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multiple circuits- one power source problem

Discussion in 'General Electronics Discussion' started by vwguy16, Sep 30, 2011.

  1. vwguy16

    vwguy16

    4
    0
    Sep 30, 2011
    Hi,
    I recently started to get into electronics with help of a PC program that allows you to design and test circtuits.

    The circuits that I made are to simulate running lights on a model starship:

    the primary LED flasher circuit that uses a 555 timer to flash 10 LEDs on and off every couple of seconds

    A secondary flasher(555 also) that briefly flashes 4 LEDs on for half a second every 3 seconds

    a fade in circuit..ie when power is applied the leds will take several seconds to fade up to full brightness.

    The idea was to put all 3 circuits inside my model and run the wires down the stand to a single switch and a 9v power supply.

    I had great success making these circuits and when i actually built them using real components they worked as well as the program said they would...individually....

    However, I wanted them to all run off of a single 9v power supply. Problem is if I connect the + wires for the two flashers together and the - wires together and apply power something goes wrong...the primary flasher does not behave the same..in that the flasher seems to be faster and the primary LEDs will turn off when the secondary LEDs turn off...so im guessing something is interfering....

    do i need to isolate the separate circuits somehow ? if so how do i do this?

    Any help would be great !!

    Thanks,
    Andy
     
  2. Resqueline

    Resqueline

    2,848
    1
    Jul 31, 2009
    The circuits may make the power supply voltage jump up & down if the power source is inadeqate. Try replacing with a better one or add a capacitor at the junction.
     
  3. vwguy16

    vwguy16

    4
    0
    Sep 30, 2011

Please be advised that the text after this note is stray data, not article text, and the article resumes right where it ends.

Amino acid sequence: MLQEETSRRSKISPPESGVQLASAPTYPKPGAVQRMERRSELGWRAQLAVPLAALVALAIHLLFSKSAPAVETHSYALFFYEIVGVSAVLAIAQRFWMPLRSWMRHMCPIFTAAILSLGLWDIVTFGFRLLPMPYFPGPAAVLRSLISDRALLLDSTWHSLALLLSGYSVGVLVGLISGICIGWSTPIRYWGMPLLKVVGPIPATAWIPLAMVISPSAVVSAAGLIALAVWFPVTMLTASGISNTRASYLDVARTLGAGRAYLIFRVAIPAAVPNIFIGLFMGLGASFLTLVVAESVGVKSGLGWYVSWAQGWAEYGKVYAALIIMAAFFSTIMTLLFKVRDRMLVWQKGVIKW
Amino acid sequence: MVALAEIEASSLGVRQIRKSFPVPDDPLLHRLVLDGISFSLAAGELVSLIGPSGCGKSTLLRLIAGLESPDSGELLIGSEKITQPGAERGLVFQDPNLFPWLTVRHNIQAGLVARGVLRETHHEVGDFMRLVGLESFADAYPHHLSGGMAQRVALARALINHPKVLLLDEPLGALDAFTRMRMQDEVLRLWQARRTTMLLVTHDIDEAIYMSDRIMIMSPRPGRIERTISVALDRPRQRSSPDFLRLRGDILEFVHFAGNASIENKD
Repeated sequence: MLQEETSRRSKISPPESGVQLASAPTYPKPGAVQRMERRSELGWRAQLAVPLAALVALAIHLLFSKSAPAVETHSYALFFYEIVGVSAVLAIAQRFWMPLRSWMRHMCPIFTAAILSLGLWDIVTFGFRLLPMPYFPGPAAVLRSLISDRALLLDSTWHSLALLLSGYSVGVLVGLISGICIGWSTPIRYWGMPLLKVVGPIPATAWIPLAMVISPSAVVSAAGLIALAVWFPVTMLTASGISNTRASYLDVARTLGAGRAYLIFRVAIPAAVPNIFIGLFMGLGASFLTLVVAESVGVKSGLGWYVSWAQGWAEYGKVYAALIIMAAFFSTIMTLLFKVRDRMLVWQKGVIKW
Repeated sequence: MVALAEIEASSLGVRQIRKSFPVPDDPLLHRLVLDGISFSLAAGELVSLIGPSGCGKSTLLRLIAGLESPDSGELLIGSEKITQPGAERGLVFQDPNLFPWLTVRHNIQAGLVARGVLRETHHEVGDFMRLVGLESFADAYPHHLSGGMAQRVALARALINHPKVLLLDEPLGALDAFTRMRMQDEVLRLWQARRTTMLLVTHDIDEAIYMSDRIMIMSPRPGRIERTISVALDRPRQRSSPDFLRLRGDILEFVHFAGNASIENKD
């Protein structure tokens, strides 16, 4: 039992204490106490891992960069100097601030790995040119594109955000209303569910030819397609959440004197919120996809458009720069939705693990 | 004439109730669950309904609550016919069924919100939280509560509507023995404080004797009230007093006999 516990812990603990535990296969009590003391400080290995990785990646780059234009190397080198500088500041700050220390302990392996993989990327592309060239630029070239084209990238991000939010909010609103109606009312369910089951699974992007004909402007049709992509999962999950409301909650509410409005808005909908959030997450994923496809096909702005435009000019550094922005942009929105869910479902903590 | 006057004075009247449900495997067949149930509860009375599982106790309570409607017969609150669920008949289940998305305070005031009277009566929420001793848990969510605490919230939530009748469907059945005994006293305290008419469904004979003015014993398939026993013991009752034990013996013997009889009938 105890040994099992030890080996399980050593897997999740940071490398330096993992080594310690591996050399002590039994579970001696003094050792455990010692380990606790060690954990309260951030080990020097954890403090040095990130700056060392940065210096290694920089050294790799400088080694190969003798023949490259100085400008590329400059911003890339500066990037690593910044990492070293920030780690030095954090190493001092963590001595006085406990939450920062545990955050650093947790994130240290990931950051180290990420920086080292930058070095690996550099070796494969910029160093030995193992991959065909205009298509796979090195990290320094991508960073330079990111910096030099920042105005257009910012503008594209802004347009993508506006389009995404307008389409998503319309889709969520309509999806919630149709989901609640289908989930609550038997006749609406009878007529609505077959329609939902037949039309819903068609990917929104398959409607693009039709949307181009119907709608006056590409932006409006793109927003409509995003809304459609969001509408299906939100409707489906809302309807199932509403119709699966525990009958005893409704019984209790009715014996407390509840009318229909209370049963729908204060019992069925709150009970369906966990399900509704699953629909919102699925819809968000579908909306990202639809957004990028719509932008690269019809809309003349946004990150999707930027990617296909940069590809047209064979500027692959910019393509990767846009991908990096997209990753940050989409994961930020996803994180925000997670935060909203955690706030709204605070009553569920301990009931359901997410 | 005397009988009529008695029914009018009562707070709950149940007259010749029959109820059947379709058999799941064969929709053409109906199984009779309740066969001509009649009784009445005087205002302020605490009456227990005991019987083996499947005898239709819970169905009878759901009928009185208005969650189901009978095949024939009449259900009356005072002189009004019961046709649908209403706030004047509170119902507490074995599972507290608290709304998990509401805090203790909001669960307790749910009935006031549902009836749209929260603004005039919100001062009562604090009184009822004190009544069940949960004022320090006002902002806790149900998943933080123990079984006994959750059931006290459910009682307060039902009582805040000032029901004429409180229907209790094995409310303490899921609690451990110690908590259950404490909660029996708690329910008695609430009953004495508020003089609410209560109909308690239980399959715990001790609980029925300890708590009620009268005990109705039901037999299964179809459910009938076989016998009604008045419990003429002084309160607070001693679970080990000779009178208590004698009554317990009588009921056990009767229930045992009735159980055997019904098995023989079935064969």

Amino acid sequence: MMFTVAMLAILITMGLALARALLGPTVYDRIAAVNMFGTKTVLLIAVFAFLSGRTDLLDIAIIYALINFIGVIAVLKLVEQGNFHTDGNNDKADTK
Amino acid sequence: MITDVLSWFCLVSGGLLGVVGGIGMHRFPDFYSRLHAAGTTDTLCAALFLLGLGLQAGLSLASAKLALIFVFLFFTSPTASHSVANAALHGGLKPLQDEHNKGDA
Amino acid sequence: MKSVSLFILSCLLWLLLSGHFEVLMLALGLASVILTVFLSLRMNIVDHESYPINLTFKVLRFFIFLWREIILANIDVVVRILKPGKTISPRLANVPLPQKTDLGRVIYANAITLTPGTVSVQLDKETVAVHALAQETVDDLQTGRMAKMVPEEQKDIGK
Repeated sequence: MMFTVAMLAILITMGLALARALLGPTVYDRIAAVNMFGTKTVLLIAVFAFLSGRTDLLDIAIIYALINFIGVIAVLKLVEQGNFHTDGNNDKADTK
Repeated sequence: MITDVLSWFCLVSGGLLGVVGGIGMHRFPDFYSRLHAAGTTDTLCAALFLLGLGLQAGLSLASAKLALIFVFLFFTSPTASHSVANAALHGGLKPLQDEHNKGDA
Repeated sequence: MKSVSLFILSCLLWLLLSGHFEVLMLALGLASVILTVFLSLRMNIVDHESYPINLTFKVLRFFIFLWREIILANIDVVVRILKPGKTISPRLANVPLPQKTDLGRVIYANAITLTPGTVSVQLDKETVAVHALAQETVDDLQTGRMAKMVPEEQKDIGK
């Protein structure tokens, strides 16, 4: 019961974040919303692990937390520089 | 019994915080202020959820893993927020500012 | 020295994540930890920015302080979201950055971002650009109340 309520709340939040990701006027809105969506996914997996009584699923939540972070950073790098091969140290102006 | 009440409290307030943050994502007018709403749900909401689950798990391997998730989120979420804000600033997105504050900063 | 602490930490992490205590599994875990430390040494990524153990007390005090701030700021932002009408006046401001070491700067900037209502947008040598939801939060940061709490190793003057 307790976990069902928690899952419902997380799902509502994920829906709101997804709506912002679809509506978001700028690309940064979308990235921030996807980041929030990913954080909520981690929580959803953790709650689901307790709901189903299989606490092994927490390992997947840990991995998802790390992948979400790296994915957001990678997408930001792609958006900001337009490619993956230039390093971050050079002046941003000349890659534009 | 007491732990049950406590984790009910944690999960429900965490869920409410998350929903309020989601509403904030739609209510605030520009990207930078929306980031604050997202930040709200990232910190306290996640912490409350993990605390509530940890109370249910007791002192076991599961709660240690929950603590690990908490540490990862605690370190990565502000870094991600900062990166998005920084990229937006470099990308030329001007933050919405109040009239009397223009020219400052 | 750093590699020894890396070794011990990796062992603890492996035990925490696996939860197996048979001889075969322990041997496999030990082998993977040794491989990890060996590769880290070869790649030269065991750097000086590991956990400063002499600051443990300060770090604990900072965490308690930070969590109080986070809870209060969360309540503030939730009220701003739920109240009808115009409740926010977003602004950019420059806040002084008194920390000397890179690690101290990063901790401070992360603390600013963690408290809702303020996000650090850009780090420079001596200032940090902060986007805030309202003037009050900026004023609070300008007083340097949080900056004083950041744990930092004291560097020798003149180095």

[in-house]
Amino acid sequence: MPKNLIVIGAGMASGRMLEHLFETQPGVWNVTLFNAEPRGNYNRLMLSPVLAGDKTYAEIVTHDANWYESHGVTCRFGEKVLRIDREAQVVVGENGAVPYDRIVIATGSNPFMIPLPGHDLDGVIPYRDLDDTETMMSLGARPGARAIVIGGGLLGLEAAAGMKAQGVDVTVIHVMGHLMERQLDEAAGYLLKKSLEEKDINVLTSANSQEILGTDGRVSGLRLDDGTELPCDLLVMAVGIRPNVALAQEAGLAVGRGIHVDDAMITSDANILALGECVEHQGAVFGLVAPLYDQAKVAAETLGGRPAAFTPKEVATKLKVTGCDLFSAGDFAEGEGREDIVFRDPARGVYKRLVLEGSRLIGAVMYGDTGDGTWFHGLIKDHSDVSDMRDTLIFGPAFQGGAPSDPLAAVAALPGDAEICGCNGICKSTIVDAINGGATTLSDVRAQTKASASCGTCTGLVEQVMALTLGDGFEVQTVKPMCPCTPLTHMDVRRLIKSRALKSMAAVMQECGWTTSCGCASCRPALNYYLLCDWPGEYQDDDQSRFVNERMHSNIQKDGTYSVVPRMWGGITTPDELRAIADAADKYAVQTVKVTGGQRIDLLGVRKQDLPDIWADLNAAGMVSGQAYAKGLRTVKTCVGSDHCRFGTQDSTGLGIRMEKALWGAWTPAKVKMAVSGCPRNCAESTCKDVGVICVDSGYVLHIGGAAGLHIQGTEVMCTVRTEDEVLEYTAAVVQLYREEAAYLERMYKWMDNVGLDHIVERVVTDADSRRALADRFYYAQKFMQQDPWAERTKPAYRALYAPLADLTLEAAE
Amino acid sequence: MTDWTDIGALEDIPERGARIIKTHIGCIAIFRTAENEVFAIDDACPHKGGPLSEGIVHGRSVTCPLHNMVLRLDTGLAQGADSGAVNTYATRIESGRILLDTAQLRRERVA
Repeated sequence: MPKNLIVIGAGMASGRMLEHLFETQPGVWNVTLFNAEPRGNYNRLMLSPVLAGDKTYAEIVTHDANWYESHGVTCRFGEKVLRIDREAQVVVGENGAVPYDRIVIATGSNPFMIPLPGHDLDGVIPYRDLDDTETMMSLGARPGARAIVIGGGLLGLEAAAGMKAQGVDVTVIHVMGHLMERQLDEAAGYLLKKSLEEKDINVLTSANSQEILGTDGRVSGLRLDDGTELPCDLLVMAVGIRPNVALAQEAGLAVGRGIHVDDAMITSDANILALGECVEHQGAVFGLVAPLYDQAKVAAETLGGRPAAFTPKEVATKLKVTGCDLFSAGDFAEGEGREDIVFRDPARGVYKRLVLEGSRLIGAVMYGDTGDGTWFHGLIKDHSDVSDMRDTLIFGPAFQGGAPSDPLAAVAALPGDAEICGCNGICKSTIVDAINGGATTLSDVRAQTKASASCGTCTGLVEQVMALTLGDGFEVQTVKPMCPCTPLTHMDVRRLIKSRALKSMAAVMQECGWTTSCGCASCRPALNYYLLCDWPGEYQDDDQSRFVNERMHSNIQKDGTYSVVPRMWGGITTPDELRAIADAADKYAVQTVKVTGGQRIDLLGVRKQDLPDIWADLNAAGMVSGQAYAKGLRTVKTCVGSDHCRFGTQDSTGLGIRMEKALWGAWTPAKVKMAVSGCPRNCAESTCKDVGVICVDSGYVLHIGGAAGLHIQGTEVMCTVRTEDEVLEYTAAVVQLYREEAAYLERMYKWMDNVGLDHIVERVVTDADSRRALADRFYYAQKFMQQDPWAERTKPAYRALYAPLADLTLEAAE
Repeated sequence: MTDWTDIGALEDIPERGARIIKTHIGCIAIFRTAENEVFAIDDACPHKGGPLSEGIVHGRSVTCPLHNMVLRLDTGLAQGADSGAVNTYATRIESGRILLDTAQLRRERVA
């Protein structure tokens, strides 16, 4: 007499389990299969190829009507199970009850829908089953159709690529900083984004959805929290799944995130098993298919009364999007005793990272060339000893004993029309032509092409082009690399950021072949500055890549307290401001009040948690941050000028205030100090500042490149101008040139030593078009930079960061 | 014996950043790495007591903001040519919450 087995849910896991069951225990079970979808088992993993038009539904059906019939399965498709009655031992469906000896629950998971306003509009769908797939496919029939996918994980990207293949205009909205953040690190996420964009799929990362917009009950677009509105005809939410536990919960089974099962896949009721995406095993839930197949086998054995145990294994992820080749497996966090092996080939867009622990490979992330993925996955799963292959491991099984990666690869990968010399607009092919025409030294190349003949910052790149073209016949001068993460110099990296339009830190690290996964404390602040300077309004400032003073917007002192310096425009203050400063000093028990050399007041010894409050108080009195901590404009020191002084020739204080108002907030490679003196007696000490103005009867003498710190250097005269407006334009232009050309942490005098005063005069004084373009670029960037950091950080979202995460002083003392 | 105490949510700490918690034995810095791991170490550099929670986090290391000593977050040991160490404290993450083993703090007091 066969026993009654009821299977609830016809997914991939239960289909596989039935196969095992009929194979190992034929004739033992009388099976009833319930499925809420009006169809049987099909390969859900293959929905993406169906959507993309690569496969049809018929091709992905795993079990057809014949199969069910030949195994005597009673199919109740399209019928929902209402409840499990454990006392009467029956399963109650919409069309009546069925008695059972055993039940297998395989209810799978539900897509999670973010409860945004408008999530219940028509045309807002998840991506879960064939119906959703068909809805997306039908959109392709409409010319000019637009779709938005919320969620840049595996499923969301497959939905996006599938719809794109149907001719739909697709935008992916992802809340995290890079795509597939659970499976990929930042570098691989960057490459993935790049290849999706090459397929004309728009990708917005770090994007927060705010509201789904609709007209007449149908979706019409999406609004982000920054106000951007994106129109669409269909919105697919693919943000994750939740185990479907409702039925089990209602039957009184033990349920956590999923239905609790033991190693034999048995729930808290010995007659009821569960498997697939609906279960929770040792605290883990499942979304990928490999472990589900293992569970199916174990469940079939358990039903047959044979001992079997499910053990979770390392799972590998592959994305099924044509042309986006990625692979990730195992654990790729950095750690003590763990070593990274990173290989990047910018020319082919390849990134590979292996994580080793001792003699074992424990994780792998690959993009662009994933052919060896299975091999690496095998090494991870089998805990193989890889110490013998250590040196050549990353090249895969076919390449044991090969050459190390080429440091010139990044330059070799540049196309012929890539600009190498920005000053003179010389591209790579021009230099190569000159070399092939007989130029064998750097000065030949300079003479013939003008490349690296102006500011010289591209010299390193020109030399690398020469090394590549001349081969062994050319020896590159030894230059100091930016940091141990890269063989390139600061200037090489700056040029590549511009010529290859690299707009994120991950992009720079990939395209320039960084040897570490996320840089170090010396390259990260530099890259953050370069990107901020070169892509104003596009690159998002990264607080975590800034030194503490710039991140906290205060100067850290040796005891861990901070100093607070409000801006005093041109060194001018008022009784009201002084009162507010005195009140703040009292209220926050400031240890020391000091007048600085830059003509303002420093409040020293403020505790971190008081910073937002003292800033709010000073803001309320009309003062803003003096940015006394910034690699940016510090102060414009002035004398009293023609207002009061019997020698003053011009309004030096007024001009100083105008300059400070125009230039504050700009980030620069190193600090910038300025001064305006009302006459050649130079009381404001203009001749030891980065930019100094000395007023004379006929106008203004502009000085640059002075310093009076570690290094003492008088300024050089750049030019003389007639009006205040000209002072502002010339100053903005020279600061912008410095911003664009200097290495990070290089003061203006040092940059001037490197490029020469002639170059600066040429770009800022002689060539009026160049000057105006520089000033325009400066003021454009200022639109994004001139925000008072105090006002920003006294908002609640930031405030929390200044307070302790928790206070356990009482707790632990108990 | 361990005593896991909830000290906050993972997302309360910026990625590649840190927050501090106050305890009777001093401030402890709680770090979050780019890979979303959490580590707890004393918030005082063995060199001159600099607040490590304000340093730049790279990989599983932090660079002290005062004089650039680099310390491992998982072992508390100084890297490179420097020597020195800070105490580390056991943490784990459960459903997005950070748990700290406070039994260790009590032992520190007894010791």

the power supply should be ok as its a fairly high current rating....im running everything in parallel so voltage shouldnt be an issue should it ? (im still learning :) )

    would the size of the capacitor matter ? ..i think i understand what you are suggesting...the capacitor would act to even out the voltage and keep it constant ?

    please put me right if thats not the case...im keen to learn as much as i can
     
  4. Resqueline

    Resqueline

    2,848
    1
    Jul 31, 2009
    If you have no decoupling capacitors on the individual circuits then they could cause interference and also be susceptible to interference from the other circuits.
    Long thin wires introduces a resistance in series with the power supply that allows current variations to set up voltage variations.
    Capacitors evens out those current (& voltage) variations.
     
  5. vwguy16

    vwguy16

    4
    0
    Sep 30, 2011
    Ahh I see. Thanks so much for your help ... I shall give this a go tonight.
     
  6. vwguy16

    vwguy16

    4
    0
    Sep 30, 2011
    After reading up on decoupling 555 timers I saw what i needed to do...basically use a .1uF decoupling capacitor on pin 5 and all is well....

    many thanks for your help Requeline!
     
  7. Resqueline

    Resqueline

    2,848
    1
    Jul 31, 2009
    Thanks for reporting back, and glad to know you got it figured out!
    Decoupling is often/ easily overlooked, but it's as important as having good dampers on cars and a smooth pavement without potholes on the roads.
     
  8. daddles

    daddles

    443
    3
    Jun 10, 2011
    Too bad we can't solder capacitors between the ears and other protruding body parts of politicians to decouple them too.
     
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